Chavez expects an answer in five to six weeks months. The quality of training at for-profit Caribbean medical schools, often a haven for students rejected from U.S.-based institutions, remains an open question.

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21 comments
Saleem Sully Azad
Saleem Sully Azad

You are right to be very concerned with this turn of events. An influx of subpar Caribbean pseudo-medical students can only severely impair the ability of the Texas Health System to adequately care for Texans. We need to organize legislation to protect Texas from wasting resources on foreign trained pseudo-doctors. 

Saleem Sully Azad
Saleem Sully Azad

I am not trying to be offensive but it is true. I can only speak from experience as I know several students with MCAT scores below 20 that matriculated at St. Georges, the supposed "best caribbean medical school." This school blatantly falsifies it's MCAT entering scores to imply that it is somehow on par with any medical school, a notion that is patently absurd. I had a friend tell me the other day how their anatomy class is taught by watching videos from YouTube (You read that right). 

Tim
Tim

May I ask why you would say that? Our first 2 years are spent being trained by the same Professors that teach at US hospitals. My physiology and anatomy teacher was the chair at Temple Med School ( is he not qualified to teach us or are we still sub par?) Also, the last 2 years of med school are spent being taught side by side US Students at American Teaching Hospitals!!! That's right. What i should ask you is if your okay with the person operating on you being an amazing test taker and good at books but has trouble talking to you or working with their hands but since they did so amazing in their scores they "win" the opportunity to be your surgeon.... Thank you for lumping all of us together into one ball and not researching anything about this article. Just FYI, St. George, AUC and Ross are the top 3 caribbean med schools with entering criteria almost as stringent as US schools.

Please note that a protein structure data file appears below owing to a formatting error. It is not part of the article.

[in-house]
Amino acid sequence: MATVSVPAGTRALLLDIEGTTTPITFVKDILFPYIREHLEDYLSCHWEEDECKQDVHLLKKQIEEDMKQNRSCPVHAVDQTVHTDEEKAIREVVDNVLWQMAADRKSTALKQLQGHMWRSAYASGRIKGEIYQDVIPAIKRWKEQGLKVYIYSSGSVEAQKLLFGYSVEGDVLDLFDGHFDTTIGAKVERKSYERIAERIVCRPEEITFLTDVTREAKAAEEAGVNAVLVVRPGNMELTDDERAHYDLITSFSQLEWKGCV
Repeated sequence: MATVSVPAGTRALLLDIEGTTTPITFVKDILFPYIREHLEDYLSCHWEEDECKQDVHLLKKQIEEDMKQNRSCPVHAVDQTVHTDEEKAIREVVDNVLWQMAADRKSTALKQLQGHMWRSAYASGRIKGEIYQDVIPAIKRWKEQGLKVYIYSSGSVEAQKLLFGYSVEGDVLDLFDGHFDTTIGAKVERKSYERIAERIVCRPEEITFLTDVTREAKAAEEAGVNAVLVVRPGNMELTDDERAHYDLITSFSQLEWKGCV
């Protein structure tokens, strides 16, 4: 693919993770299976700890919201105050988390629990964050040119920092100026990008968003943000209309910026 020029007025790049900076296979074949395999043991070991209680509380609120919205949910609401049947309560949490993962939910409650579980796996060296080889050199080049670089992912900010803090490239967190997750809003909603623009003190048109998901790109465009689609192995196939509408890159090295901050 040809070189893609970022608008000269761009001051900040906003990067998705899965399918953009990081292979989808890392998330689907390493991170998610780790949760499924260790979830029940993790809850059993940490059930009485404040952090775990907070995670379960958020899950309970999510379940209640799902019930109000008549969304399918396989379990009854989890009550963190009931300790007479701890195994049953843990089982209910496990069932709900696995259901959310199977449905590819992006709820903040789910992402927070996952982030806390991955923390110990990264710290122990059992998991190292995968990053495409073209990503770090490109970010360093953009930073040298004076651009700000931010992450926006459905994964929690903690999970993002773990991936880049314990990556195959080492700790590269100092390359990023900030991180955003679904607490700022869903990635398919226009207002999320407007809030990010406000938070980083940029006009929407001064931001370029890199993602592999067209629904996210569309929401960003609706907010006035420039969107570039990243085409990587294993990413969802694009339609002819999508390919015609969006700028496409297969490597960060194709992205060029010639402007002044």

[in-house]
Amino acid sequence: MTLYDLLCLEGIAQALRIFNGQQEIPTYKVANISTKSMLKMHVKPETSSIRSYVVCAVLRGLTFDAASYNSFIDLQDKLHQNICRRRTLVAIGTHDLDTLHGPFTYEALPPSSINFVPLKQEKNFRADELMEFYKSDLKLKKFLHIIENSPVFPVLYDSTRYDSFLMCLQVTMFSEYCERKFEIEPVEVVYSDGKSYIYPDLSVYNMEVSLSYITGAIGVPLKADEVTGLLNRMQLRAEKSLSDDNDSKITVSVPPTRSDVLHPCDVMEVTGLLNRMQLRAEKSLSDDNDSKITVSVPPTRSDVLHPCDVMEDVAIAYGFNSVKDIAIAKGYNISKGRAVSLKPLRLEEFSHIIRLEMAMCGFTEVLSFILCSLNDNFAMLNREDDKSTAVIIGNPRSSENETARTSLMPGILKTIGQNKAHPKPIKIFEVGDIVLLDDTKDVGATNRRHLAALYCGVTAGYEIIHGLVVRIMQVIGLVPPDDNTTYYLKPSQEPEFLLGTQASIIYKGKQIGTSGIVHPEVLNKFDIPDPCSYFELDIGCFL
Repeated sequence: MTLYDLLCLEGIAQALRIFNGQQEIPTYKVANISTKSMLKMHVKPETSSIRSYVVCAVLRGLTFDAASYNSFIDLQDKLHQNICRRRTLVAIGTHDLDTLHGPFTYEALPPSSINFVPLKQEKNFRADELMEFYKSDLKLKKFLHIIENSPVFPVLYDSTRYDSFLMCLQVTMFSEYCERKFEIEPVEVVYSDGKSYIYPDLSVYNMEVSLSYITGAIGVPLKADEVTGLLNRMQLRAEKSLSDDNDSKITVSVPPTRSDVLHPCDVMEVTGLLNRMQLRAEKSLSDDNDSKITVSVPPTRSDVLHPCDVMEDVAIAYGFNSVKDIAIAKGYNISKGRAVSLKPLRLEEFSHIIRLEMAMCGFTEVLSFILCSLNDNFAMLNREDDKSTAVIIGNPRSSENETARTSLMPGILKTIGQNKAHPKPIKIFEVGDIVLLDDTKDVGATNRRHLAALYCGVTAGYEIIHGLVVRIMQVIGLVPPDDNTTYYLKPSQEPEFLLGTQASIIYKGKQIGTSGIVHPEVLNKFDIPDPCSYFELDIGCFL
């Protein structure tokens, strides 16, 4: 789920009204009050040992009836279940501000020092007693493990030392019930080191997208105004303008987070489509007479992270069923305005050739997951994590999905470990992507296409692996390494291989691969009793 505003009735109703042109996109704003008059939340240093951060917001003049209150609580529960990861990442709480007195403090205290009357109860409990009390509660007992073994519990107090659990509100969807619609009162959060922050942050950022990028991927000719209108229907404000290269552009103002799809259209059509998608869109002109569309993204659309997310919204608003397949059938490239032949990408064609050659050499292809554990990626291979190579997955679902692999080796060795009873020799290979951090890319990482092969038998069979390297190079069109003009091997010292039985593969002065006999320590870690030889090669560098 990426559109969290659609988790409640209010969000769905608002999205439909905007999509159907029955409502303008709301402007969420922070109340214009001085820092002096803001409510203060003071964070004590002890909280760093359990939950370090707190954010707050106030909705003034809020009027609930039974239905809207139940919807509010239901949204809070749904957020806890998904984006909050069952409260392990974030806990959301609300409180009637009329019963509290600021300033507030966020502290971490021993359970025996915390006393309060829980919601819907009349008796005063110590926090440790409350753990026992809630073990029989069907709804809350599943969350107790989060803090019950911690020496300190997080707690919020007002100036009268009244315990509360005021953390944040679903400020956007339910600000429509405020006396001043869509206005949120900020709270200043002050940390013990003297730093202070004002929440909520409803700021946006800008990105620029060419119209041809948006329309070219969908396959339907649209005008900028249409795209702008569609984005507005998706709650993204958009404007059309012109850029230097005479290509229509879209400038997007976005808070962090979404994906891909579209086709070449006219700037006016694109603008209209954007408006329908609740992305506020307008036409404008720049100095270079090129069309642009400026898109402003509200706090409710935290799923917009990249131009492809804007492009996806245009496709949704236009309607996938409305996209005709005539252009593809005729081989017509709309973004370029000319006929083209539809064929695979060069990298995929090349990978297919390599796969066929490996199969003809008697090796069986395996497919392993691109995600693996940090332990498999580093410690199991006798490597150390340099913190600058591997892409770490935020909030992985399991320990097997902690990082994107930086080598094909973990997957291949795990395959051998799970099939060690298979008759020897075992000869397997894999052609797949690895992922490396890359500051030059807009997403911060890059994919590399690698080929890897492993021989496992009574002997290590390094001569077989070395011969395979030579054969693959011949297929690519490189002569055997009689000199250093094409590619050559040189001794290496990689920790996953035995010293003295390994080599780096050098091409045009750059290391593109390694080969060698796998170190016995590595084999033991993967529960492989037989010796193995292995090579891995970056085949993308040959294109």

Tim
Tim

The interesting fact is that we caribbean med students pay for our own education and do not use any of "your" tax money. Instead we influx your economy because our tuition goes to pay the hospitals we rotate at. Did you read the article? 20 students per year.... based on the 300+ med students in Texas, do you really think this is going to take away from your state or instead help because of the extra cash and knowing that many of these students are from texas and want to practice there someday... so isn't it better to have Caribbean Joe or Jane get trained by texas doctors to treat texans than the smart kid from NY or CA at Baylor who will leave first chance he gets?